Mrs. Boyle: The Prawna! What a comical name!
Boyle: Prawna; yis, the Prawna. (Blowing gently through his lips) That’s the Prawna!
Mrs. Boyle: Whist, whist, Jack.
Bentham: The happiness of man depends upon his sympathy with this Spirit. Men who have reached a high state of excellence are called Yogi. Some men become Yogi in a short time, it may take others millions of years.
Boyle: Yogi! I seen hundhreds of them in the streets o’ San Francisco.
Bentham: It is said by these Yogi that if we practise certain mental exercises we would have powers denied to others — for instance, the faculty of seeing things that happen miles and miles away.
Mrs. Boyle: I wouldn’t care to meddle with that sort o’ belief; it’s a very curious religion, altogether.
Boyle: What’s curious about it? Isn’t all religions curious? — if they weren’t, you wouldn’t get any one to believe them. But religions is passin’ away — they’ve had their day like everything else. Take the real Dublin people, f’rinstance: they know more about Charlie Chaplin an’ Tommy Mix than they do about SS. Peter an’ Paul!
Mrs. Boyle: You don’t believe in ghosts, Mr. Bentham?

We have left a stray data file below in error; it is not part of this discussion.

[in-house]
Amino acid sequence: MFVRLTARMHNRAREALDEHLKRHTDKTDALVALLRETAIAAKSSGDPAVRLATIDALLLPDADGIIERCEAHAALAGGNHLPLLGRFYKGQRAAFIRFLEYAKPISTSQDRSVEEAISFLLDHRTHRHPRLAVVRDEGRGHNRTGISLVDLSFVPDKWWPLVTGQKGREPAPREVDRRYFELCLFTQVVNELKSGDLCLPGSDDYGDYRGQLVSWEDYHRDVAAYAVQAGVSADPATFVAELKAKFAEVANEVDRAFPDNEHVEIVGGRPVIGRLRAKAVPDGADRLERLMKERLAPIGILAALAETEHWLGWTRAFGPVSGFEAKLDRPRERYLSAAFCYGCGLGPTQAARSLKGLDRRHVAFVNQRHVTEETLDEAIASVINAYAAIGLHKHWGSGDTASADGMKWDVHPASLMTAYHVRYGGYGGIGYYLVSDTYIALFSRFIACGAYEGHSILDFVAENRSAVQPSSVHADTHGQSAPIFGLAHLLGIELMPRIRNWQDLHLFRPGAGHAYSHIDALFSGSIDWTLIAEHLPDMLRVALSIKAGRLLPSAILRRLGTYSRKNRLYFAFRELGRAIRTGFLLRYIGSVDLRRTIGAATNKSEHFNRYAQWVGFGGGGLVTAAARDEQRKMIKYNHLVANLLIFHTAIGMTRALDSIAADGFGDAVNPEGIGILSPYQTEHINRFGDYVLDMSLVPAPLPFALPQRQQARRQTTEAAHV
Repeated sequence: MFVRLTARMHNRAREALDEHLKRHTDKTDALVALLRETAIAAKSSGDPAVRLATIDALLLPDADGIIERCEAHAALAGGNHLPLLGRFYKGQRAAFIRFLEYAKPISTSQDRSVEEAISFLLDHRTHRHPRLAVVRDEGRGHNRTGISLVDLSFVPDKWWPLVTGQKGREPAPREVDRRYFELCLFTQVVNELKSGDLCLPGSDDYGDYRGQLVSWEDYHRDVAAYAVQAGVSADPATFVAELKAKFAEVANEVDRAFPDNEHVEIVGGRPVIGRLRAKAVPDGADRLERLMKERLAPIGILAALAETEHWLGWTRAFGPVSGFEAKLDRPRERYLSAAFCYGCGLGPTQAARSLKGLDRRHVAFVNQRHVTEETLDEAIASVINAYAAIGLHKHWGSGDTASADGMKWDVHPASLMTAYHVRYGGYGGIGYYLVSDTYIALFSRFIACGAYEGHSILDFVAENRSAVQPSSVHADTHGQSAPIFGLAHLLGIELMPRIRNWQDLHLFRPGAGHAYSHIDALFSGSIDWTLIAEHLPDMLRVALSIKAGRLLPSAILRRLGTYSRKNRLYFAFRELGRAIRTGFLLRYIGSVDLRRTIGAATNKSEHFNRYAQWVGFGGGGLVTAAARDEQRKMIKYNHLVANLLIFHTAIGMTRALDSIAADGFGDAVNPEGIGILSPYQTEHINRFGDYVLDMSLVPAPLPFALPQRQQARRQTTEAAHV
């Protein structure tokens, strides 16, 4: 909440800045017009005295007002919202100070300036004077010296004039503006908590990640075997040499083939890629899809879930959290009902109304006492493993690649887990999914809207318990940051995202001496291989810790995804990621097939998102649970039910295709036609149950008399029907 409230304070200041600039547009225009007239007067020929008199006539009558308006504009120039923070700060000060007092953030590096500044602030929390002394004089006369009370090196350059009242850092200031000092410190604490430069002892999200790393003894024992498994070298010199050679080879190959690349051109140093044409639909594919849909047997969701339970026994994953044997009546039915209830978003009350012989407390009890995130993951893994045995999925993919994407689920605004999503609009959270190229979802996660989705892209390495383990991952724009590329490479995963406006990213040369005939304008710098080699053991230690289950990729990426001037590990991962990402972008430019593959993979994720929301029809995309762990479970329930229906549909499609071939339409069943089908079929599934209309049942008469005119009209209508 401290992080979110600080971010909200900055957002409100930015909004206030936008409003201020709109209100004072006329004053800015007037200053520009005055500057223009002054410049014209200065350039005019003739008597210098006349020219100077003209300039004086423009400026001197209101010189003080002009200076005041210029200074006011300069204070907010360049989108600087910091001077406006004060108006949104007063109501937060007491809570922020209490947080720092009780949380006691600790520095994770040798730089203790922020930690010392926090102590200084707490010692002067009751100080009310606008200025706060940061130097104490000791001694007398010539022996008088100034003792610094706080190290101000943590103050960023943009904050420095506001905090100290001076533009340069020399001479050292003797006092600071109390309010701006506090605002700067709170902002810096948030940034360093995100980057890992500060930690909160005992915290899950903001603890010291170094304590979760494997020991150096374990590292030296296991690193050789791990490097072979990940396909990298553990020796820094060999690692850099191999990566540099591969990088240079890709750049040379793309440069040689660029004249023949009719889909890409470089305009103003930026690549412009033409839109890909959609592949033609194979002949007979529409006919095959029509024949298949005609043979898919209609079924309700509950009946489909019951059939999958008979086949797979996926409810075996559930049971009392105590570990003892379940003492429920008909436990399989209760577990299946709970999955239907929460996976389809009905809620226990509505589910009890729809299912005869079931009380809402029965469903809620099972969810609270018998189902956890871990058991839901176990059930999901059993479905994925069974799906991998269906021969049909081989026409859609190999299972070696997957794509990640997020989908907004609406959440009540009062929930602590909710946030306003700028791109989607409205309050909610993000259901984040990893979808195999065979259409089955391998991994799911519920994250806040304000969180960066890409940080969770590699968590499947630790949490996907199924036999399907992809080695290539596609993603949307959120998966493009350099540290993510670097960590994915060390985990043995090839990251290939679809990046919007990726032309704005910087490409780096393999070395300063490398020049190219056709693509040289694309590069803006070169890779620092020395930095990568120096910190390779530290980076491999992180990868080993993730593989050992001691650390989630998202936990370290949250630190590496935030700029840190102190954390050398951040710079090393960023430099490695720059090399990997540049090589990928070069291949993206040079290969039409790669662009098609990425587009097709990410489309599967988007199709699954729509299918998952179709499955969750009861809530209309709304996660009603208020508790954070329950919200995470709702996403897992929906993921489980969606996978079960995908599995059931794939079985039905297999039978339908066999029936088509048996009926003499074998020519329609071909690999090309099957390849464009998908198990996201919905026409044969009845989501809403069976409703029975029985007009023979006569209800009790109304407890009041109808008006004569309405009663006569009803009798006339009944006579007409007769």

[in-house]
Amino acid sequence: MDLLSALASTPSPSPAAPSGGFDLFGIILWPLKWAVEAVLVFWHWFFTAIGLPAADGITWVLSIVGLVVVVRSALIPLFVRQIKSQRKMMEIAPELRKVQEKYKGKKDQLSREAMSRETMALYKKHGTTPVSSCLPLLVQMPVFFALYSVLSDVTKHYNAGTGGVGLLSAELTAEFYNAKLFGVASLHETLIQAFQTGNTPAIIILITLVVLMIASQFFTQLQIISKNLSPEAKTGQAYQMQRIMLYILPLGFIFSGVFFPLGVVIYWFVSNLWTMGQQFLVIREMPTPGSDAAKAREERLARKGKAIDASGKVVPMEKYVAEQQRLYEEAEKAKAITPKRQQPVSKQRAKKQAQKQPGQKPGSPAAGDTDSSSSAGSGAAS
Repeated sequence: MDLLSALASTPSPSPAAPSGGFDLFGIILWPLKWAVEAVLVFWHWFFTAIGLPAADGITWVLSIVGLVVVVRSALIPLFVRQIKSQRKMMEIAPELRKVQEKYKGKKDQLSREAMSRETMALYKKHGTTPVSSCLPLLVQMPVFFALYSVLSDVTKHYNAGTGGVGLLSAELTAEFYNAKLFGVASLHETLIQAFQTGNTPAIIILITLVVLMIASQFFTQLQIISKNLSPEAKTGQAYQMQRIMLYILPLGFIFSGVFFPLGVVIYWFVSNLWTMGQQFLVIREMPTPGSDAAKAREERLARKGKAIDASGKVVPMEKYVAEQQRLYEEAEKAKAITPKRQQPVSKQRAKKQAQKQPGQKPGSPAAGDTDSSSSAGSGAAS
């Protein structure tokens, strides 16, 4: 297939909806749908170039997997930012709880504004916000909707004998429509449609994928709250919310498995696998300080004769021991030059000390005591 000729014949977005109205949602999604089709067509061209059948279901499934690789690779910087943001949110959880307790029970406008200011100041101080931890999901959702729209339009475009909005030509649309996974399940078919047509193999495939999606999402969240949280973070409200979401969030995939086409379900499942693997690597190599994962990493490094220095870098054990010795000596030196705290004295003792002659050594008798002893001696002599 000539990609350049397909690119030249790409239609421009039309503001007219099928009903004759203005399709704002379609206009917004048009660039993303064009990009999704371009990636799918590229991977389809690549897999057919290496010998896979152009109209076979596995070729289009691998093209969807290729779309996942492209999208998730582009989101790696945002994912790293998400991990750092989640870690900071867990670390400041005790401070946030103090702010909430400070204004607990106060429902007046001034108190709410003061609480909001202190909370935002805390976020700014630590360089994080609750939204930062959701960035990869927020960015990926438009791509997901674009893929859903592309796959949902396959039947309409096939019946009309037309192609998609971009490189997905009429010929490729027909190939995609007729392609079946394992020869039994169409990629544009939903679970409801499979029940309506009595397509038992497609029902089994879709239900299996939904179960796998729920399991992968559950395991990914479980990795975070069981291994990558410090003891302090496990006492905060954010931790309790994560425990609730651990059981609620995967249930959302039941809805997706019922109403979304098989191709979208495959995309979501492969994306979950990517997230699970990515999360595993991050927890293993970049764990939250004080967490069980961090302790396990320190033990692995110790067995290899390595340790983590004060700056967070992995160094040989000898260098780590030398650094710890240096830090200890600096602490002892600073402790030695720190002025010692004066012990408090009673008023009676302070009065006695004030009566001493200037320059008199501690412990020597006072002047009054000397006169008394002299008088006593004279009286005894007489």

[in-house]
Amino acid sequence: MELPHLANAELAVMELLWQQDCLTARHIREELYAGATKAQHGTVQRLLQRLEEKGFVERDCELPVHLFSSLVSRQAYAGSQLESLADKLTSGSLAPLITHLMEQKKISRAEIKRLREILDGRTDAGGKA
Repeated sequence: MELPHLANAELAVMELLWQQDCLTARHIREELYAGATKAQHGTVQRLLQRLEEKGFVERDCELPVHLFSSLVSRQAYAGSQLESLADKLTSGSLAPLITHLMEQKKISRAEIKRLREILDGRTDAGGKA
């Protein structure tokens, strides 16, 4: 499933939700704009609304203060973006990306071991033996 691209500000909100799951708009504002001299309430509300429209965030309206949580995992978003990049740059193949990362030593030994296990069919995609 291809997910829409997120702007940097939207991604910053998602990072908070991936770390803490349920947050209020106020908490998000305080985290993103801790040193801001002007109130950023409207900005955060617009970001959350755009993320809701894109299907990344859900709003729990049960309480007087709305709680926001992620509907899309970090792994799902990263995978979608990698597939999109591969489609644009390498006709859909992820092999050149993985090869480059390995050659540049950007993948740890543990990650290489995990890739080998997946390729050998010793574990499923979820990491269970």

Mary: Don’t you know he doesn’t, mother?
Bentham: I don’t know that, Mary. Scientists are beginning to think that what we call ghosts are sometimes seen by person of a certain nature. They say that sensational actions, such as the killing of a person, demand great energy, and that energy lingers in the place where the action occurred. People may live in the place and see nothing, when someone may come along whose personality has some peculiar connection with the energy of the place, and, in a flash, the person sees the whole affair.
Johnny: (rising swiftly, pale and affected). What sort o’ talk is this to be goin’ on with? Is there nothin’ betther to be talkin’ about but the killin’ o’ people? My God, isn’t it bad enough for these things to happen without talkin’ about them! [He hurriedly goes into the room on left.
Bentham: Oh, I’m very sorry, Mrs. Boyle; I never thought.. .
Mrs. Boyle: (apologetically). Never mind, Mr. Bentham, he’s very touchy.
[A frightened scream is heard from Johnny inside.]
Mrs. Boyle: Mother of God, what’s that? [He rushes out again, his face pale, his lips twitching, his limbs trembling.]
Johnny: Shut the door, shut the door, quick, for God’s sake! Great God, have mercy on me! Blessed Mother o’ God shelter me, shelter your son!
Mrs. Boyle: (catching him in her arms). What’s wrong with you? What ails you? Sit down, sit down, here, on the bed — there now — there now.